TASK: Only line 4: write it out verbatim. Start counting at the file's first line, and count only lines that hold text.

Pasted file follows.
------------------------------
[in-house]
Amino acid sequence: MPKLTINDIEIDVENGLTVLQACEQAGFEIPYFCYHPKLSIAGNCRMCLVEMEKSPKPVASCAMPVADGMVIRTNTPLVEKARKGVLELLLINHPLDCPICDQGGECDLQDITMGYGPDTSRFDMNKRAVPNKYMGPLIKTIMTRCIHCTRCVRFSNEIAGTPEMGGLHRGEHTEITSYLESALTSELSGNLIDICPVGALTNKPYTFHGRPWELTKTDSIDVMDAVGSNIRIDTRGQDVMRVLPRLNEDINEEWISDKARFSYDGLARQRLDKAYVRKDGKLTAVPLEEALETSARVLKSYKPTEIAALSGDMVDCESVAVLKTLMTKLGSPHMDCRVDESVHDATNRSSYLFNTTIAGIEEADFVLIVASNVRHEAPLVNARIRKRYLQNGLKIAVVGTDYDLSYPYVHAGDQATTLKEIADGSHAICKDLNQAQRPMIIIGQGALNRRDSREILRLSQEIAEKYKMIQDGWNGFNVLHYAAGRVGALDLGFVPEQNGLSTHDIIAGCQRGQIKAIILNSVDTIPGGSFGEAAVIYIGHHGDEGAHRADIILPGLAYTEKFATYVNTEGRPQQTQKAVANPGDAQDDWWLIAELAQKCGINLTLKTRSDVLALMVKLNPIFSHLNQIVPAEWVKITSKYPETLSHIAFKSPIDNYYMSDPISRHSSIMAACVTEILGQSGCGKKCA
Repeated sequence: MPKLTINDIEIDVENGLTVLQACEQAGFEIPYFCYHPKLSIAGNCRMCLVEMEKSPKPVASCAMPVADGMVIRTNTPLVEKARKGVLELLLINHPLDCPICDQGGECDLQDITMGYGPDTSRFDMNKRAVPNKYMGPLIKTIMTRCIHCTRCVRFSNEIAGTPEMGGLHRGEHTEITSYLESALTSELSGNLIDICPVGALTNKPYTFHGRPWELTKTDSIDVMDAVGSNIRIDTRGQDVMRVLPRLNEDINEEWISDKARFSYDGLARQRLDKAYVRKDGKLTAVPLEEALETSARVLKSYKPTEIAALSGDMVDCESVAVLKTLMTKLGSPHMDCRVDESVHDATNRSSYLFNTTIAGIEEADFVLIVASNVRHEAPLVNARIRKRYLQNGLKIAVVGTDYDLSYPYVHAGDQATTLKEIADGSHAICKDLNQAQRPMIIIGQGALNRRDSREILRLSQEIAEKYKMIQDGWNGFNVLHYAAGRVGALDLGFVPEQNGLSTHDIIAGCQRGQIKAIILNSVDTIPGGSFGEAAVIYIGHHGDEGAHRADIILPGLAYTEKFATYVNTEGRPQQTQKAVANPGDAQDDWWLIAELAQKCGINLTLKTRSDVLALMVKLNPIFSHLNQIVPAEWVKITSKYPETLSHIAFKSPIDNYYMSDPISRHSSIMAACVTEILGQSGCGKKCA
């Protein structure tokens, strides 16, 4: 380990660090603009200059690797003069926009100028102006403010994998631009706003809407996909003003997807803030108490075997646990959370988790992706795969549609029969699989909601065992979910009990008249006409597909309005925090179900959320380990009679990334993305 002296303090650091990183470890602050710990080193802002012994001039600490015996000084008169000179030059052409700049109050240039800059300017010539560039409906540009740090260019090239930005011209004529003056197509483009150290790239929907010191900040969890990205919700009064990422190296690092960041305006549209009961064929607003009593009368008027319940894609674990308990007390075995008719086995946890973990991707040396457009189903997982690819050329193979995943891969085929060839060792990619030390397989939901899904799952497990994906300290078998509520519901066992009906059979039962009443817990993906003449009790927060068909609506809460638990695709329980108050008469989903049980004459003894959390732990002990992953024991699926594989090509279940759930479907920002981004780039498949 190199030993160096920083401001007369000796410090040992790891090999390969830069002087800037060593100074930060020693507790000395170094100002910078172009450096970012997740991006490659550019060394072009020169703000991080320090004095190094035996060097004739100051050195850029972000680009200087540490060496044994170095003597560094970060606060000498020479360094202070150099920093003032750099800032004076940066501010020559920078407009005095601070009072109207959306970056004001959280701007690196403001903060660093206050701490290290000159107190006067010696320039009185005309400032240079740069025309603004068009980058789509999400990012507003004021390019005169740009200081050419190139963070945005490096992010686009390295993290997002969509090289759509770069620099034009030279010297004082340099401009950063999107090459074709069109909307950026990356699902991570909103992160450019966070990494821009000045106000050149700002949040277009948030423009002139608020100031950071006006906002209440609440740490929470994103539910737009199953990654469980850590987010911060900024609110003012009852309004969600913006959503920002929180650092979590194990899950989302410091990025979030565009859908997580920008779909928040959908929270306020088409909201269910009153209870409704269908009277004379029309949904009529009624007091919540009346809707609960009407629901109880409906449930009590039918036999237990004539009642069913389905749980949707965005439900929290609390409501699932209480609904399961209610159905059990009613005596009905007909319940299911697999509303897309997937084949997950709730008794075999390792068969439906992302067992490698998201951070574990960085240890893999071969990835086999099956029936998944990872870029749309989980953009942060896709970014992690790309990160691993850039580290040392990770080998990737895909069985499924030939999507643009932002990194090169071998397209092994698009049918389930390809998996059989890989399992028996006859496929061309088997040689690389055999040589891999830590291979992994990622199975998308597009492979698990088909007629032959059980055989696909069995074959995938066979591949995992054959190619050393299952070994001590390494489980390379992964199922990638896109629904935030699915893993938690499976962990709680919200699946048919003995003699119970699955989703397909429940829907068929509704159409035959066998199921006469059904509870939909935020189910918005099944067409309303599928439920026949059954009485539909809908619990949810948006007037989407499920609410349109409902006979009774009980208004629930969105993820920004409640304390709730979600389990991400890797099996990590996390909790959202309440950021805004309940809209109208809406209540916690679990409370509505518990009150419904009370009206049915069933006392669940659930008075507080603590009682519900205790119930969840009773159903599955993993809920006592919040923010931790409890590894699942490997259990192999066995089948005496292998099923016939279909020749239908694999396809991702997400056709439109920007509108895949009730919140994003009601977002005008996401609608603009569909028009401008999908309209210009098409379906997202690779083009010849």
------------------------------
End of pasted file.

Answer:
């Protein structure tokens, strides 16, 4: 380990660090603009200059690797003069926009100028102006403010994998631009706003809407996909003003997807803030108490075997646990959370988790992706795969549609029969699989909601065992979910009990008249006409597909309005925090179900959320380990009679990334993305 002296303090650091990183470890602050710990080193802002012994001039600490015996000084008169000179030059052409700049109050240039800059300017010539560039409906540009740090260019090239930005011209004529003056197509483009150290790239929907010191900040969890990205919700009064990422190296690092960041305006549209009961064929607003009593009368008027319940894609674990308990007390075995008719086995946890973990991707040396457009189903997982690819050329193979995943891969085929060839060792990619030390397989939901899904799952497990994906300290078998509520519901066992009906059979039962009443817990993906003449009790927060068909609506809460638990695709329980108050008469989903049980004459003894959390732990002990992953024991699926594989090509279940759930479907920002981004780039498949 190199030993160096920083401001007369000796410090040992790891090999390969830069002087800037060593100074930060020693507790000395170094100002910078172009450096970012997740991006490659550019060394072009020169703000991080320090004095190094035996060097004739100051050195850029972000680009200087540490060496044994170095003597560094970060606060000498020479360094202070150099920093003032750099800032004076940066501010020559920078407009005095601070009072109207959306970056004001959280701007690196403001903060660093206050701490290290000159107190006067010696320039009185005309400032240079740069025309603004068009980058789509999400990012507003004021390019005169740009200081050419190139963070945005490096992010686009390295993290997002969509090289759509770069620099034009030279010297004082340099401009950063999107090459074709069109909307950026990356699902991570909103992160450019966070990494821009000045106000050149700002949040277009948030423009002139608020100031950071006006906002209440609440740490929470994103539910737009199953990654469980850590987010911060900024609110003012009852309004969600913006959503920002929180650092979590194990899950989302410091990025979030565009859908997580920008779909928040959908929270306020088409909201269910009153209870409704269908009277004379029309949904009529009624007091919540009346809707609960009407629901109880409906449930009590039918036999237990004539009642069913389905749980949707965005439900929290609390409501699932209480609904399961209610159905059990009613005596009905007909319940299911697999509303897309997937084949997950709730008794075999390792068969439906992302067992490698998201951070574990960085240890893999071969990835086999099956029936998944990872870029749309989980953009942060896709970014992690790309990160691993850039580290040392990770080998990737895909069985499924030939999507643009932002990194090169071998397209092994698009049918389930390809998996059989890989399992028996006859496929061309088997040689690389055999040589891999830590291979992994990622199975998308597009492979698990088909007629032959059980055989696909069995074959995938066979591949995992054959190619050393299952070994001590390494489980390379992964199922990638896109629904935030699915893993938690499976962990709680919200699946048919003995003699119970699955989703397909429940829907068929509704159409035959066998199921006469059904509870939909935020189910918005099944067409309303599928439920026949059954009485539909809908619990949810948006007037989407499920609410349109409902006979009774009980208004629930969105993820920004409640304390709730979600389990991400890797099996990590996390909790959202309440950021805004309940809209109208809406209540916690679990409370509505518990009150419904009370009206049915069933006392669940659930008075507080603590009682519900205790119930969840009773159903599955993993809920006592919040923010931790409890590894699942490997259990192999066995089948005496292998099923016939279909020749239908694999396809991702997400056709439109920007509108895949009730919140994003009601977002005008996401609608603009569909028009401008999908309209210009098409379906997202690779083009010849």